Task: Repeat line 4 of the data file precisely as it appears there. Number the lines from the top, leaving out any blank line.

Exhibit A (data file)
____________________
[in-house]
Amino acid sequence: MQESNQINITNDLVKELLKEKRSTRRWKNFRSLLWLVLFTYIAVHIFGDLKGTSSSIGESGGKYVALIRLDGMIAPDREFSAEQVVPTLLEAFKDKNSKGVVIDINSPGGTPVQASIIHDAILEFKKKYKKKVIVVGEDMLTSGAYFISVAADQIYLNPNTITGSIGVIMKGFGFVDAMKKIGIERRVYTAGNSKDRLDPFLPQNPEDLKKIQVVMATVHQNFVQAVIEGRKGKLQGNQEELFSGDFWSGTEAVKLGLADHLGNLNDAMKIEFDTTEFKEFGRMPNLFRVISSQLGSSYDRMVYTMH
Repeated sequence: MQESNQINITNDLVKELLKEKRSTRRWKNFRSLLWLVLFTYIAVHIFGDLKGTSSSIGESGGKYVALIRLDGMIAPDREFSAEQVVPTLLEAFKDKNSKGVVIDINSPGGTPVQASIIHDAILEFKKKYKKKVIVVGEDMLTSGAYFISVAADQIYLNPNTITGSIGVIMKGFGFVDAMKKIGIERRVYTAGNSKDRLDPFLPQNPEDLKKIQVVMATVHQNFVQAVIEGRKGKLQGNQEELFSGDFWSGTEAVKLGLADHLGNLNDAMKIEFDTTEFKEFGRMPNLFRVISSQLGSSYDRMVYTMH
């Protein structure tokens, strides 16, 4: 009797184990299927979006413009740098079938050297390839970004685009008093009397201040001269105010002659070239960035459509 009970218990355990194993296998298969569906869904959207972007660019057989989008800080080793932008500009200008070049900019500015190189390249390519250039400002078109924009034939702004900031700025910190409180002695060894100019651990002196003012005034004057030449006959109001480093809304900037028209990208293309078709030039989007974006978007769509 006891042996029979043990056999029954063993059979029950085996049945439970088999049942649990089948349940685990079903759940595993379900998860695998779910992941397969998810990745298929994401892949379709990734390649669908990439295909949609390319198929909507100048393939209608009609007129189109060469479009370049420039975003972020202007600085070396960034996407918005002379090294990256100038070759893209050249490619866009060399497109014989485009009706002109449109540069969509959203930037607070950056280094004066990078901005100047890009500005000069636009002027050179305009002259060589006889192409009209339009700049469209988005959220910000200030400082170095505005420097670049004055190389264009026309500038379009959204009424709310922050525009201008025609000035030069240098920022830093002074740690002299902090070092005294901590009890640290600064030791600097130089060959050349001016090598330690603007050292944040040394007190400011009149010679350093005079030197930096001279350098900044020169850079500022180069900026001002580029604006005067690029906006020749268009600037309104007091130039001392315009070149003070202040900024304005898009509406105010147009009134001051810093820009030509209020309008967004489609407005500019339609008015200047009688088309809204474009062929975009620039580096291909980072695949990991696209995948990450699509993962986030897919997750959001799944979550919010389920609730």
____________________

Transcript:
């Protein structure tokens, strides 16, 4: 009797184990299927979006413009740098079938050297390839970004685009008093009397201040001269105010002659070239960035459509 009970218990355990194993296998298969569906869904959207972007660019057989989008800080080793932008500009200008070049900019500015190189390249390519250039400002078109924009034939702004900031700025910190409180002695060894100019651990002196003012005034004057030449006959109001480093809304900037028209990208293309078709030039989007974006978007769509 006891042996029979043990056999029954063993059979029950085996049945439970088999049942649990089948349940685990079903759940595993379900998860695998779910992941397969998810990745298929994401892949379709990734390649669908990439295909949609390319198929909507100048393939209608009609007129189109060469479009370049420039975003972020202007600085070396960034996407918005002379090294990256100038070759893209050249490619866009060399497109014989485009009706002109449109540069969509959203930037607070950056280094004066990078901005100047890009500005000069636009002027050179305009002259060589006889192409009209339009700049469209988005959220910000200030400082170095505005420097670049004055190389264009026309500038379009959204009424709310922050525009201008025609000035030069240098920022830093002074740690002299902090070092005294901590009890640290600064030791600097130089060959050349001016090598330690603007050292944040040394007190400011009149010679350093005079030197930096001279350098900044020169850079500022180069900026001002580029604006005067690029906006020749268009600037309104007091130039001392315009070149003070202040900024304005898009509406105010147009009134001051810093820009030509209020309008967004489609407005500019339609008015200047009688088309809204474009062929975009620039580096291909980072695949990991696209995948990450699509993962986030897919997750959001799944979550919010389920609730």